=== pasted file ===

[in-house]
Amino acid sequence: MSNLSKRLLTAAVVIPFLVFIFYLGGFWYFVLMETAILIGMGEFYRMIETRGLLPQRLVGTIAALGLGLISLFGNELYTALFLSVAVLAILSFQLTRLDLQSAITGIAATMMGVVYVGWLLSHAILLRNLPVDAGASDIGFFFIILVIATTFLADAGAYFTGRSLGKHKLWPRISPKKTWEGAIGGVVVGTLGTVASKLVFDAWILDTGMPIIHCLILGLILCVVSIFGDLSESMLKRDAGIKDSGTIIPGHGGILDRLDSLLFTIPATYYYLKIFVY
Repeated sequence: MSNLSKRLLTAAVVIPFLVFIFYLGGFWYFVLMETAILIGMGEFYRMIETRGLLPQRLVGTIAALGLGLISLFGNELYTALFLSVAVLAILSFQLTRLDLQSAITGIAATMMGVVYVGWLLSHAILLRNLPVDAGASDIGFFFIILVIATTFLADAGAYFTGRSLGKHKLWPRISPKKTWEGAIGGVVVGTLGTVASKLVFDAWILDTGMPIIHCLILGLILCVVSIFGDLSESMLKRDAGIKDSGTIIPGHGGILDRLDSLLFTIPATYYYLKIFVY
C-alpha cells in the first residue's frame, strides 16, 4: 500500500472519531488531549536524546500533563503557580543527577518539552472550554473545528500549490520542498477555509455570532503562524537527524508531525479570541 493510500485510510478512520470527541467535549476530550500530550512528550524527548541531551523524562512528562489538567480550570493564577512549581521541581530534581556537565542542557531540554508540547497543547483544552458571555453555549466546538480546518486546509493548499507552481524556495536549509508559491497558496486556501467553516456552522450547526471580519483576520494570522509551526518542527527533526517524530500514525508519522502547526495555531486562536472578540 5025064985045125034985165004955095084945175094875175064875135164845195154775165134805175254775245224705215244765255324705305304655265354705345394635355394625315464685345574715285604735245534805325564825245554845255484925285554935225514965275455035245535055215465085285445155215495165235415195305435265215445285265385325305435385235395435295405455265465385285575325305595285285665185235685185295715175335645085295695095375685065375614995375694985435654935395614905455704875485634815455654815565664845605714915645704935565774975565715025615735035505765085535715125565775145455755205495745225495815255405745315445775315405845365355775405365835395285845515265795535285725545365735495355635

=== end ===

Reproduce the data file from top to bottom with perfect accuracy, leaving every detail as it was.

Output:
[in-house]
Amino acid sequence: MSNLSKRLLTAAVVIPFLVFIFYLGGFWYFVLMETAILIGMGEFYRMIETRGLLPQRLVGTIAALGLGLISLFGNELYTALFLSVAVLAILSFQLTRLDLQSAITGIAATMMGVVYVGWLLSHAILLRNLPVDAGASDIGFFFIILVIATTFLADAGAYFTGRSLGKHKLWPRISPKKTWEGAIGGVVVGTLGTVASKLVFDAWILDTGMPIIHCLILGLILCVVSIFGDLSESMLKRDAGIKDSGTIIPGHGGILDRLDSLLFTIPATYYYLKIFVY
Repeated sequence: MSNLSKRLLTAAVVIPFLVFIFYLGGFWYFVLMETAILIGMGEFYRMIETRGLLPQRLVGTIAALGLGLISLFGNELYTALFLSVAVLAILSFQLTRLDLQSAITGIAATMMGVVYVGWLLSHAILLRNLPVDAGASDIGFFFIILVIATTFLADAGAYFTGRSLGKHKLWPRISPKKTWEGAIGGVVVGTLGTVASKLVFDAWILDTGMPIIHCLILGLILCVVSIFGDLSESMLKRDAGIKDSGTIIPGHGGILDRLDSLLFTIPATYYYLKIFVY
C-alpha cells in the first residue's frame, strides 16, 4: 500500500472519531488531549536524546500533563503557580543527577518539552472550554473545528500549490520542498477555509455570532503562524537527524508531525479570541 493510500485510510478512520470527541467535549476530550500530550512528550524527548541531551523524562512528562489538567480550570493564577512549581521541581530534581556537565542542557531540554508540547497543547483544552458571555453555549466546538480546518486546509493548499507552481524556495536549509508559491497558496486556501467553516456552522450547526471580519483576520494570522509551526518542527527533526517524530500514525508519522502547526495555531486562536472578540 5025064985045125034985165004955095084945175094875175064875135164845195154775165134805175254775245224705215244765255324705305304655265354705345394635355394625315464685345574715285604735245534805325564825245554845255484925285554935225514965275455035245535055215465085285445155215495165235415195305435265215445285265385325305435385235395435295405455265465385285575325305595285285665185235685185295715175335645085295695095375685065375614995375694985435654935395614905455704875485634815455654815565664845605714915645704935565774975565715025615735035505765085535715125565775145455755205495745225495815255405745315445775315405845365355775405365835395285845515265795535285725545365735495355635